How to Start a Laboratory Business from Scratch
Here are the top ten questions you need to ask before launching a new laboratory startup.
1. What Is The Business Case For Your New Laboratory Startup?
Take the time to create a detailed business plan upfront — one that addresses the difficult questions — before expending scarce financial and human resources.
A good place to start is by researching the market demand and identifying the business case for your new venture.
Here are a couple of business case examples – but yours will need to be more detailed, backed up by solid technical and market research.
a) To take advantage of new research/testing opportunities, such as those created by the Covid pandemic.
b) Use new lab technologies to serve unmet demand in the market by out-competing/
2. Who Needs Your Laboratory Services, E.G. Who Is The Customer?
The next step in creating a solid laboratory business plan is to identify "who is the customer?"
In reality, there are often multiple answers to this question, so perhaps we should rephrase the question as "who are the stakeholders?"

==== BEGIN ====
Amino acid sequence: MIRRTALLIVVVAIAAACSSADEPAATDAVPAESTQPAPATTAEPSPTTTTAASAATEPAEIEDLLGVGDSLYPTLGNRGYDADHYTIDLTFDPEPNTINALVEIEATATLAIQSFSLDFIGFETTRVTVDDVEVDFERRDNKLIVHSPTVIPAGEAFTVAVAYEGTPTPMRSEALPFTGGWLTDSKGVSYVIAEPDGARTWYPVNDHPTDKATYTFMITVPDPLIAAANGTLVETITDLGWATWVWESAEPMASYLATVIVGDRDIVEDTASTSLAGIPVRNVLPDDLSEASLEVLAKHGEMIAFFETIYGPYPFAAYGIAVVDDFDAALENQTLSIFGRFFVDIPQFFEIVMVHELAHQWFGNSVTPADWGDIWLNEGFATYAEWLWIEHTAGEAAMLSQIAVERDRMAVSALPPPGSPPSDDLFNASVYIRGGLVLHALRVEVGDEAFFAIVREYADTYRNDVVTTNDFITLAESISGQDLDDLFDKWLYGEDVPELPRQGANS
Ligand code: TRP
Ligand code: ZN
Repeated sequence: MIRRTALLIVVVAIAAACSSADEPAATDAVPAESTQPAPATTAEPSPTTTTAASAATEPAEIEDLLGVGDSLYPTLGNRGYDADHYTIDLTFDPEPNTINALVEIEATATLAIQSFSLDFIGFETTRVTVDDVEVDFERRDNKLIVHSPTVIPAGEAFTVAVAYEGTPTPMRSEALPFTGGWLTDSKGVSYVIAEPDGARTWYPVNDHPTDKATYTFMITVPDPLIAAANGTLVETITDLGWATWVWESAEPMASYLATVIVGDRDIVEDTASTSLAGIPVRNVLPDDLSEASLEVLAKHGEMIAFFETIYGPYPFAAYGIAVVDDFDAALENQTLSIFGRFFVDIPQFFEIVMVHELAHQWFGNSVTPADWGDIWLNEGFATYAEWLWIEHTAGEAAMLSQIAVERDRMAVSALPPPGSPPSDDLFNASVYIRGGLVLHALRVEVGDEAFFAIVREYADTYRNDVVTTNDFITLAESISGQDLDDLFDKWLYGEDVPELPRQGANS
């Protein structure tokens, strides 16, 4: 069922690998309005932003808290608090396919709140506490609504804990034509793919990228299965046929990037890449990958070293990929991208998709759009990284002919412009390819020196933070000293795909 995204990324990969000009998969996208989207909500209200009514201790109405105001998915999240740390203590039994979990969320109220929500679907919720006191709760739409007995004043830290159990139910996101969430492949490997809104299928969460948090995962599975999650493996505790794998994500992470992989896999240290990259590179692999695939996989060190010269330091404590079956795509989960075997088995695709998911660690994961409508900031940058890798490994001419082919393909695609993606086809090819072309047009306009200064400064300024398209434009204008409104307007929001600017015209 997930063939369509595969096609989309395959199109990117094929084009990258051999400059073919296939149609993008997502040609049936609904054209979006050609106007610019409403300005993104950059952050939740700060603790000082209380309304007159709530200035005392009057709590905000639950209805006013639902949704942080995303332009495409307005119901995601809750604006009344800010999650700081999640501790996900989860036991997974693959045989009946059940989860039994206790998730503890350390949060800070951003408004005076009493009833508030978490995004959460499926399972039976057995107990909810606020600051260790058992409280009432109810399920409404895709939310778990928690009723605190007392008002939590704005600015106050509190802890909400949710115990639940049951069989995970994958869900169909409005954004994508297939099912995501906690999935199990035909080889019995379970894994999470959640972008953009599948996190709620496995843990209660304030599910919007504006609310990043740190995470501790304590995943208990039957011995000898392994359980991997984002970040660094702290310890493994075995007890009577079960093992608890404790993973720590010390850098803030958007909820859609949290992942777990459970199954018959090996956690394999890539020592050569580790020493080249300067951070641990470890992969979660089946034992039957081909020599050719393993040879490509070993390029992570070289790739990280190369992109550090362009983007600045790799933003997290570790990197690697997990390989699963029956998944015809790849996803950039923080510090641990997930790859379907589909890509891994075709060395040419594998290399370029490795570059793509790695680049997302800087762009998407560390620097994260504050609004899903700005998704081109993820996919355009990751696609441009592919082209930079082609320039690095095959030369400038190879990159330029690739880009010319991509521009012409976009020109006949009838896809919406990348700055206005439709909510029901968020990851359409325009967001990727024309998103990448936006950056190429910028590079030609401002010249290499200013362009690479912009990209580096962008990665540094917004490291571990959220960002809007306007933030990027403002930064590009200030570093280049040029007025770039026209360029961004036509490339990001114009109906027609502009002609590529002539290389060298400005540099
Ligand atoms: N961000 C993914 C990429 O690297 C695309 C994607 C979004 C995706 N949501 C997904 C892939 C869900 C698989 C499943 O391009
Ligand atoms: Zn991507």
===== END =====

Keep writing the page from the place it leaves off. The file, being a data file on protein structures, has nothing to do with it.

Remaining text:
Startup laboratories will need to identify what products and services they are offering to prospective customers in the market place.
But they will also need to treat their investors (e.g. the angel and VC firms making substantial upfront investments)
3. What Is The Funding Model And Return On Investment (ROI) For Your New Laboratory Project?
In normal times, commercial laboratories with a recurring revenue stream would find answering questions about funding sources and return on investment (ROI) to be fairly straightforward.
However, the current Covid pandemic has shifted demand across many sectors of the economy, including the lab sector, which makes these economic models and investment calculations more difficult.
For example, demand for clinical healthcare testing (including Covid virus and vaccine trials testing) is up, while demand in other areas (such as petroleum well testing) is down.
This puts additional pressure on lab startups to identify viable funding sources to support the business after the initial funding runs out — by signing long-term customer contracts, obtaining multi-phase government research grants, or pursuing direct sales opportunities.
4. Which Regulatory Regimes Will Govern Your Laboratory Operations?
Every business is subject to some form of federal, state, or local regulations.